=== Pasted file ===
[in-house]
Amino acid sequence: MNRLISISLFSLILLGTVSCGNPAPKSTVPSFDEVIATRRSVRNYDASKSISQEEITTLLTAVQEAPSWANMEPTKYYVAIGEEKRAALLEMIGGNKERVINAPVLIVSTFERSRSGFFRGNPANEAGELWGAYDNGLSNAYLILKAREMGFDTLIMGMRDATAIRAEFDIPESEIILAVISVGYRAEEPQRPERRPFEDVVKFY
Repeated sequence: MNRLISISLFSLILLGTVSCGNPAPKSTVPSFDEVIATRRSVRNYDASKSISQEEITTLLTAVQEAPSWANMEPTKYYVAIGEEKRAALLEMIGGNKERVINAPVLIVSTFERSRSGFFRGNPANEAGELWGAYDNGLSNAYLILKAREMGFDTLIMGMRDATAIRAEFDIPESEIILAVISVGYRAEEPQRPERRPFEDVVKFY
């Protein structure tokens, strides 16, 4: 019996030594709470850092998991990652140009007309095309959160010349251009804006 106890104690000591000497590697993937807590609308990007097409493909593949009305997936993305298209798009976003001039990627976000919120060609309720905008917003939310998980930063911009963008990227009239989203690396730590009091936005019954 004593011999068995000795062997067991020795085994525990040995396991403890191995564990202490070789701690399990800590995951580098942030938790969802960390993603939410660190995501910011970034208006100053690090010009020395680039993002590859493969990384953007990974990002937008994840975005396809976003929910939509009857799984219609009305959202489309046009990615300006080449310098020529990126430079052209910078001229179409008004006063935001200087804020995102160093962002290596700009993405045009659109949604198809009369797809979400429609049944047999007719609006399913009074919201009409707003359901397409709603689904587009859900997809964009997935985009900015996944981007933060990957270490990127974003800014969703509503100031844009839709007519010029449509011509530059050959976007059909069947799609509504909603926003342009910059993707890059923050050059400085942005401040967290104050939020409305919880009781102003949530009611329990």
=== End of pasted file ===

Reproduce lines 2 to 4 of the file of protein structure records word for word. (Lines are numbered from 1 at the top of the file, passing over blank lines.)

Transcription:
Amino acid sequence: MNRLISISLFSLILLGTVSCGNPAPKSTVPSFDEVIATRRSVRNYDASKSISQEEITTLLTAVQEAPSWANMEPTKYYVAIGEEKRAALLEMIGGNKERVINAPVLIVSTFERSRSGFFRGNPANEAGELWGAYDNGLSNAYLILKAREMGFDTLIMGMRDATAIRAEFDIPESEIILAVISVGYRAEEPQRPERRPFEDVVKFY
Repeated sequence: MNRLISISLFSLILLGTVSCGNPAPKSTVPSFDEVIATRRSVRNYDASKSISQEEITTLLTAVQEAPSWANMEPTKYYVAIGEEKRAALLEMIGGNKERVINAPVLIVSTFERSRSGFFRGNPANEAGELWGAYDNGLSNAYLILKAREMGFDTLIMGMRDATAIRAEFDIPESEIILAVISVGYRAEEPQRPERRPFEDVVKFY
């Protein structure tokens, strides 16, 4: 019996030594709470850092998991990652140009007309095309959160010349251009804006 106890104690000591000497590697993937807590609308990007097409493909593949009305997936993305298209798009976003001039990627976000919120060609309720905008917003939310998980930063911009963008990227009239989203690396730590009091936005019954 004593011999068995000795062997067991020795085994525990040995396991403890191995564990202490070789701690399990800590995951580098942030938790969802960390993603939410660190995501910011970034208006100053690090010009020395680039993002590859493969990384953007990974990002937008994840975005396809976003929910939509009857799984219609009305959202489309046009990615300006080449310098020529990126430079052209910078001229179409008004006063935001200087804020995102160093962002290596700009993405045009659109949604198809009369797809979400429609049944047999007719609006399913009074919201009409707003359901397409709603689904587009859900997809964009997935985009900015996944981007933060990957270490990127974003800014969703509503100031844009839709007519010029449509011509530059050959976007059909069947799609509504909603926003342009910059993707890059923050050059400085942005401040967290104050939020409305919880009781102003949530009611329990």